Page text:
They are also significantly more upbeat about macroeconomic prospects than the European average (see chart 1), though it must be noted that they were polled before the oil price started to fall considerably this month.
Emerging market equities
In one aspect though, Norwegian fund buyers are very similar to other European fund selectors: their enthusiasm for emerging market equities. While Norway’s investor community is fond of emerging market equities almost by default, they have this year been joined by almost the entire continent. A year ago, while Pan-European emerging market sentiment was hovering around an all-time low, 43% of Norwegian fund selectors were still planning to buy more. This has now increased to 60%, slightly above the Pan-European average. Emerging market equities have consequently strengthened its lead as the most popular asset class in Norway.
Frontier markets also have some fans in Norway, but the asset class is less popular than in the other Nordic countries. About half of Norwegian fund selectors are not invested in frontier markets, a much larger percentage than in Sweden, Denmark and Finland. The share of fund selectors planning to increase allocation is also smaller, at 27%.
Global equities possibly are the most popular equity asset class among Norwegian investors though. According to Verdipapirfondenes Forening (VFF), the branch organisation of Norwegian asset managers, institutional investors allocated close to NOK10bn (€1.2bn) to Norwegian-domiciled global equity funds in the first nine months of 2014.
Investment grade bonds
All or nothing
Despite record-low yields, government bonds are more popular than ever with Norwegian fund selectors. One in five interviewees said they will increase their allocation in the next 12 months, more than anywhere else in Europe. However, an even larger group of fund selectors does not invest in the asset class at all. Only in Sweden the non-invested are more numerous.
The relatively high proportion of government bond buyers might be explained by the fact that Norway’s fund selectors predominantly invest in Norwegian government bonds. Norwegian government bond yields are significantly higher than those of the Eurozone’s core countries, with 10-year bond yields currently slightly above 2%.
Corporate bonds enjoy a similar relative popularity. More than a quarter of Norway’s fund selectors intend to increase allocation, compared to a Pan-European average of only 7%. Still, sentiment is net negative with 33% planning to decrease exposure.
High yield bonds
Ready to be loved again?
High yield bonds is one of the least loved asset classes in Europe, though its popularity might rise again on the back of widening spreads and a slight re-rating of the asset class observed over the past weeks. In Norway though, high yield is more popular than anywhere else in Europe, just like the other developed market fixed income asset classes. More than a quarter of our sample said they will increase allocation, compared to a Pan-European average of only 11%. Still, 40% will decrease allocation.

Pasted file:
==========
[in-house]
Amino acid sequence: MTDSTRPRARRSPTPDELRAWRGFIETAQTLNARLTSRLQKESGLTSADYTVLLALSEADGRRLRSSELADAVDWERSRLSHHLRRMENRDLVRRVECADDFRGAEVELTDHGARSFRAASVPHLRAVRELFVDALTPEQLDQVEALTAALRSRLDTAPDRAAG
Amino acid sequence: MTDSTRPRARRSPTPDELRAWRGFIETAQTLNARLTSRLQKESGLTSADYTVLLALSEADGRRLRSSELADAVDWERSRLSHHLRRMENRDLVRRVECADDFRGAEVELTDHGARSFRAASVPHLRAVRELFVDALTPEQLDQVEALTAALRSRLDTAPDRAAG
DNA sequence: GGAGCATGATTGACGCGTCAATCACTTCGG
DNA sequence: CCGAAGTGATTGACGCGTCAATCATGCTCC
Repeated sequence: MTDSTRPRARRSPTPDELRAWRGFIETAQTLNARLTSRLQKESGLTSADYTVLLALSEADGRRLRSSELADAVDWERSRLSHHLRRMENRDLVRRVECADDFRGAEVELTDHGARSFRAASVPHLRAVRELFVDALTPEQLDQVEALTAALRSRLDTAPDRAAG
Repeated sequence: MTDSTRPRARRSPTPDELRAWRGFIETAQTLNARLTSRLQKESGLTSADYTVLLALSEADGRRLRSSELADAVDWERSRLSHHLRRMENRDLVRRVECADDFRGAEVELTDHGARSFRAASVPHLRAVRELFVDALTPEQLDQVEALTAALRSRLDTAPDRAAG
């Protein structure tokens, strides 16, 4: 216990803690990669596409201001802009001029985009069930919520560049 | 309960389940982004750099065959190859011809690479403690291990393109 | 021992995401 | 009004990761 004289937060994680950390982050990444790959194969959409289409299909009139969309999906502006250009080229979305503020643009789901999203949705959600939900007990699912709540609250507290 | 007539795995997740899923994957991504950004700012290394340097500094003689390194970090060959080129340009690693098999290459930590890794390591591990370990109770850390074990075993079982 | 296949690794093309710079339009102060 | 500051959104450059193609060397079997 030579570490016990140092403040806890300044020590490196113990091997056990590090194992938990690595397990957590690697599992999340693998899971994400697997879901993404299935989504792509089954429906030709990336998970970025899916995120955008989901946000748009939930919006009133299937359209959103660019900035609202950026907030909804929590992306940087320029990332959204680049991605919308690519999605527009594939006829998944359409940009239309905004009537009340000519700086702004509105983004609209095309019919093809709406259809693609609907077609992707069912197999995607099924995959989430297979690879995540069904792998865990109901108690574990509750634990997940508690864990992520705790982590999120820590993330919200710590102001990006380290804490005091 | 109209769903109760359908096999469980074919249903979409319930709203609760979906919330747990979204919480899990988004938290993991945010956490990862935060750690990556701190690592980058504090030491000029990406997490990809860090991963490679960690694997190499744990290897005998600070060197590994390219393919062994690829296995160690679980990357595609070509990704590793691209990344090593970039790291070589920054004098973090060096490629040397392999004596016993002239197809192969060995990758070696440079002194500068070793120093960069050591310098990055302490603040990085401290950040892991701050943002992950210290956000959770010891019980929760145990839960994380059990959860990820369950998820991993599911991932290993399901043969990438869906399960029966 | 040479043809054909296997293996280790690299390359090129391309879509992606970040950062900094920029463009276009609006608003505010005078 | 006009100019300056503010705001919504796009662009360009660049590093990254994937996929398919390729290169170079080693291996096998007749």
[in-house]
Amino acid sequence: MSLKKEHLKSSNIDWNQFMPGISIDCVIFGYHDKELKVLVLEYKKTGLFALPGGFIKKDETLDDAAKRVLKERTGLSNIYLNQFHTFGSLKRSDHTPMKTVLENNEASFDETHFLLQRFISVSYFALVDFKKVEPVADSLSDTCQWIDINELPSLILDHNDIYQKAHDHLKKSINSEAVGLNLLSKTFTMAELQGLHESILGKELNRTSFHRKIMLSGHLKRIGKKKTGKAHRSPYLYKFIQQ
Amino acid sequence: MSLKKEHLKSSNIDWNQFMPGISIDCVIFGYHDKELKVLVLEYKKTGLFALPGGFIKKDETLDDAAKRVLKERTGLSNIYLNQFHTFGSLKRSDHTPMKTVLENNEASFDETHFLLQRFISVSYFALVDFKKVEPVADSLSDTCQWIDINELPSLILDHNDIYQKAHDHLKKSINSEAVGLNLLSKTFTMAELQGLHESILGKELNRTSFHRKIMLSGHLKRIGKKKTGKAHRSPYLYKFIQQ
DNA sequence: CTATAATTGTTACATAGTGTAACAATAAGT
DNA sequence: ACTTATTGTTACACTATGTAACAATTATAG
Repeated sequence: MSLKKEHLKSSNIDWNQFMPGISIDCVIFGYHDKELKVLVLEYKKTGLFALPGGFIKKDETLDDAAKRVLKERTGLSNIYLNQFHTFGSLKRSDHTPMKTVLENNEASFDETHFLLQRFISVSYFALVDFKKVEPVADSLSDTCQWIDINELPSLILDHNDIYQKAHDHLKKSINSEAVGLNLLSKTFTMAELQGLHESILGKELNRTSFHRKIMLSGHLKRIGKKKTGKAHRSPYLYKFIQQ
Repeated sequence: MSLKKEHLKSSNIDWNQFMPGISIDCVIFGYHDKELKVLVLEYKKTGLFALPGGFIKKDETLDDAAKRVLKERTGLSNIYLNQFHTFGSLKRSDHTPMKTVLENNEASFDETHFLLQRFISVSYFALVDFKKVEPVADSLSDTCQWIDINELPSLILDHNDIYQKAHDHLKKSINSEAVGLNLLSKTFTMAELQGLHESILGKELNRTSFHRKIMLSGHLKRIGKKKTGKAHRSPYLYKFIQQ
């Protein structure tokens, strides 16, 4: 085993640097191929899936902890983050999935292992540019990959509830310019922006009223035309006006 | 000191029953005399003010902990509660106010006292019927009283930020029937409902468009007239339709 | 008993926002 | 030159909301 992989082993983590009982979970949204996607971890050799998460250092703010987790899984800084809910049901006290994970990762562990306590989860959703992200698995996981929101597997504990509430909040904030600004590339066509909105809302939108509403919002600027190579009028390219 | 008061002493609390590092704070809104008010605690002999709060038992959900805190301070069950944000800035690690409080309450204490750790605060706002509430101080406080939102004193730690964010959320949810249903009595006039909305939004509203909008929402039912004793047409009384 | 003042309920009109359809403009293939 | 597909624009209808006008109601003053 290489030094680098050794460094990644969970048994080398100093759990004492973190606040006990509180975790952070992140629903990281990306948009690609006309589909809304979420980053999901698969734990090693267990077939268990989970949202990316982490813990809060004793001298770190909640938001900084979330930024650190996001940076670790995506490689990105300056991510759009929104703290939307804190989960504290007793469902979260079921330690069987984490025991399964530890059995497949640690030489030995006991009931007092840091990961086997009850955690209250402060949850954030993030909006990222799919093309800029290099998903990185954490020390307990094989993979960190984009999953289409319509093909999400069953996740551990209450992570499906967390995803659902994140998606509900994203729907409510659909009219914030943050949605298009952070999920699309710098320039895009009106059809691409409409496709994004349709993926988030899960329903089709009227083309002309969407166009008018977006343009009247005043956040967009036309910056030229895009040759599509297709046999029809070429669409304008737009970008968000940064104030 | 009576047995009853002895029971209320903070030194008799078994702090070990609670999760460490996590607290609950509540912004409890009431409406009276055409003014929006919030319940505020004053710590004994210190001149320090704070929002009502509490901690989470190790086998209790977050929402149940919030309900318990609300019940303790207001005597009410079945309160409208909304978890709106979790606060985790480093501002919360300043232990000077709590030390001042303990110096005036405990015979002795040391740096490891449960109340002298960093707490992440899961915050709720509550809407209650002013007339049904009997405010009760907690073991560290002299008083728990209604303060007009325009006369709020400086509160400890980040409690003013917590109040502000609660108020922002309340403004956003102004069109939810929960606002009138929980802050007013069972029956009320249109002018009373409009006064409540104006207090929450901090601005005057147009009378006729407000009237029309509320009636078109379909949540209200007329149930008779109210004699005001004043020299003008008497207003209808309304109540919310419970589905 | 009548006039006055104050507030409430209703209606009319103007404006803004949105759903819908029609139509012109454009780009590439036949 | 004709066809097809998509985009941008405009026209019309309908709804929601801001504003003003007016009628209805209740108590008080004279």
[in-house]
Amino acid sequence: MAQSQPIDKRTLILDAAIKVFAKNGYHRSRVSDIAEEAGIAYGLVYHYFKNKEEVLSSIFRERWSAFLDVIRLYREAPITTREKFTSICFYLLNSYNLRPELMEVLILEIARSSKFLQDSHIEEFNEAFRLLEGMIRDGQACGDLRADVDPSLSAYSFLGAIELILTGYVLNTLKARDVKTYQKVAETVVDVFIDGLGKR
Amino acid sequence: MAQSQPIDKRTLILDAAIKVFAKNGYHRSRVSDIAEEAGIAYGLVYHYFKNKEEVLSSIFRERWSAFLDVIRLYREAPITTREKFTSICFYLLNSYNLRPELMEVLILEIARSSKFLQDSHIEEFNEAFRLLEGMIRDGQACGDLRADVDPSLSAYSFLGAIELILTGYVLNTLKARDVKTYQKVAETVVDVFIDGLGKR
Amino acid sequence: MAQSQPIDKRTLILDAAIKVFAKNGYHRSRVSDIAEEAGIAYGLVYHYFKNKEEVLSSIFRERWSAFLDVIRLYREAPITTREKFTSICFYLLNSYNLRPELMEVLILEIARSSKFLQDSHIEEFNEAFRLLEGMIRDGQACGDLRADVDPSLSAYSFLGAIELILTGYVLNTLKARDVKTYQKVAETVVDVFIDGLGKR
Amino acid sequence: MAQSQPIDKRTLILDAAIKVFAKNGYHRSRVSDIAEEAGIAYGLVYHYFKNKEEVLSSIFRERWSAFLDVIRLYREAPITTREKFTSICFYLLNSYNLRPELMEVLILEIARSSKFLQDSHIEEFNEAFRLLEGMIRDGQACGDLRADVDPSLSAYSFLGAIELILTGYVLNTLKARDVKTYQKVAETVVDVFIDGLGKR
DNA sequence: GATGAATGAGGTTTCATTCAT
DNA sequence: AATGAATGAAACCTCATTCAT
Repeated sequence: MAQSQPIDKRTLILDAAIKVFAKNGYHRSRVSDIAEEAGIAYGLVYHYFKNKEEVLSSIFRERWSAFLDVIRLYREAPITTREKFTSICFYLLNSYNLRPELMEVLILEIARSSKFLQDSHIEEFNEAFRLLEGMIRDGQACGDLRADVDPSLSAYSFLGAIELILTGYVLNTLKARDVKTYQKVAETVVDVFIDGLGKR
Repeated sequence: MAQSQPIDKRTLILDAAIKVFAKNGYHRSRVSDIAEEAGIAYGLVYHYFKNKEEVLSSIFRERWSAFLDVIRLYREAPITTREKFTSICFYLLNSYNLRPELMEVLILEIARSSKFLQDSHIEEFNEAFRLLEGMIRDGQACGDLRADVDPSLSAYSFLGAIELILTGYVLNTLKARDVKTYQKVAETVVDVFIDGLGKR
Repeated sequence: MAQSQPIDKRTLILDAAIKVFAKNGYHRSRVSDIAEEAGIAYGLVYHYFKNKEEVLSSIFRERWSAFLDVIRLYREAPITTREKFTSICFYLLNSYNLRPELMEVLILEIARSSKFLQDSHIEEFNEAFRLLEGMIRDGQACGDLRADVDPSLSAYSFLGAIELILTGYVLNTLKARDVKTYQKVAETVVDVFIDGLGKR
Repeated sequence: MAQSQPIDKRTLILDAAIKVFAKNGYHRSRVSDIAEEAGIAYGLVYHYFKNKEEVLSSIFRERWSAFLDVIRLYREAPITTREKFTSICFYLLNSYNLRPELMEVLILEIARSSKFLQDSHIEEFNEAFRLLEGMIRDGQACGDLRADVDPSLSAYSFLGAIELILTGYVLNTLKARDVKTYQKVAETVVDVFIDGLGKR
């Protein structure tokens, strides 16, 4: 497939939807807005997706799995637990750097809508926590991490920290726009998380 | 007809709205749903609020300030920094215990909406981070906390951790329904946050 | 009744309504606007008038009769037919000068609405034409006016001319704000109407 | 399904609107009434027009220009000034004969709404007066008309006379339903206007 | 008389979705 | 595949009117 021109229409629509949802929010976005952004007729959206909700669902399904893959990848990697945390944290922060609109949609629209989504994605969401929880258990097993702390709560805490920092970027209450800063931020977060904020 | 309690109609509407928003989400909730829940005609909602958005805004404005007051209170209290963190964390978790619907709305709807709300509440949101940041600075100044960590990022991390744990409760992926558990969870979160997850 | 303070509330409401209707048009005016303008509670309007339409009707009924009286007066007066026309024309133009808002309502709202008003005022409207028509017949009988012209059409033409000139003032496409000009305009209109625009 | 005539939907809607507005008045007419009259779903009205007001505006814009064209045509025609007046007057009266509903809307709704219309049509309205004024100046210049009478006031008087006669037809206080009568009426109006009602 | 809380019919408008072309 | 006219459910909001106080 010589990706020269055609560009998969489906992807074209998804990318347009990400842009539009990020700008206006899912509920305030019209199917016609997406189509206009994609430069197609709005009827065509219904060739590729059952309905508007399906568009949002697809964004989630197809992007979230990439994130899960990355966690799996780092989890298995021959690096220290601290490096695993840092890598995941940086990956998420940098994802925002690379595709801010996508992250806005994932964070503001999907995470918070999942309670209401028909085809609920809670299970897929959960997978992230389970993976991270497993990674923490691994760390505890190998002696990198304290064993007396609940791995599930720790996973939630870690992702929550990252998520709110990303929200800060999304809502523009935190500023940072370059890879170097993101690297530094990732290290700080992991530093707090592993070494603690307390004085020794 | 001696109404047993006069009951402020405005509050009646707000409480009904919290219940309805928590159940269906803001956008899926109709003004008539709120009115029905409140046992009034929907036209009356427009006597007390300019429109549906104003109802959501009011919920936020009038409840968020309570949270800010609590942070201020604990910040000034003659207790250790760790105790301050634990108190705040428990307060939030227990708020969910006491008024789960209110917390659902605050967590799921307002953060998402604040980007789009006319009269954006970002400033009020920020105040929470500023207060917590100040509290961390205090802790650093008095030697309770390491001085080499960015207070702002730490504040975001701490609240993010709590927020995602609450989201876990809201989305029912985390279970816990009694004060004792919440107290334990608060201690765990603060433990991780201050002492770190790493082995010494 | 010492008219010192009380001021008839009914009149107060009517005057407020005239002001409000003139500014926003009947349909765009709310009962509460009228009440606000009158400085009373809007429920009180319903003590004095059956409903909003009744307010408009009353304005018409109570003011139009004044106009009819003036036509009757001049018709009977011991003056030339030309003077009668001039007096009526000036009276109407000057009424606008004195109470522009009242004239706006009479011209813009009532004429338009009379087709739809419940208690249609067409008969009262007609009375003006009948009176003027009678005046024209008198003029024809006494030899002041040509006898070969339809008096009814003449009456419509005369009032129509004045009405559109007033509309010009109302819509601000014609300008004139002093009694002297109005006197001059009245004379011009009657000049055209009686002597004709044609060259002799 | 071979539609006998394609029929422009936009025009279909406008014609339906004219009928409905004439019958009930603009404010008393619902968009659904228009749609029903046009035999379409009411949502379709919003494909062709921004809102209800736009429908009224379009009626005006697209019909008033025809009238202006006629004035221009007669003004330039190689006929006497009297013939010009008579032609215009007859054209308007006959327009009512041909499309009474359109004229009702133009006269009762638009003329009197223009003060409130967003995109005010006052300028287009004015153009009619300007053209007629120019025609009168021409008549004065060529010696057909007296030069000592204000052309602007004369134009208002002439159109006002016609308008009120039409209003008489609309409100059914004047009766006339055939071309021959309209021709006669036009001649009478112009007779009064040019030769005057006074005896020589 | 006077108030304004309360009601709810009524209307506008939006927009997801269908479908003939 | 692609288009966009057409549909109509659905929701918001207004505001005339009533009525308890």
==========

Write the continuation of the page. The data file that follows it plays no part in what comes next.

On hold for now
When Norwegian fund buyers were surveyed in September, developed equity markets were at all-time highs and they already seemed wary of a correction. For US equities, the status quo even achieved an absolute majority (see chart ..), while EU equity sentiment was hardly net positive. It seems not a risky bet to say that developed equity sentiment is even more depressed now, after the expected market correction indeed occurred over the past weeks. EIE’s historic sentiment data for Norway, though, suggest that a large-scale sell-off is not likely to occur. The number of fund selectors saying they will decrease allocation to European equities has never been higher than 22%.
Emerging market debt
An unfamiliar asset class
Norwegian fund selectors still see some value in developed market fixed income, and much more so than their European counterparts. That might explain why they are not particularly engaged with emerging market debt. More than half of Norway’s fund buyers are not invested in emerging market government bonds, compared to a Pan-European average of just 18%. Norway is the only European country where developed market government bonds has more buyers than their emerging market equivalent.
Emerging corporate debt is slightly more in fashion, with 47% of interviewees not engaged with the asset class. And of those who do invest, most want to increase their allocation. The amount of buyers is on par with the number for high yield bonds at 27%. This is, for a change, in line with the other Nordic countries.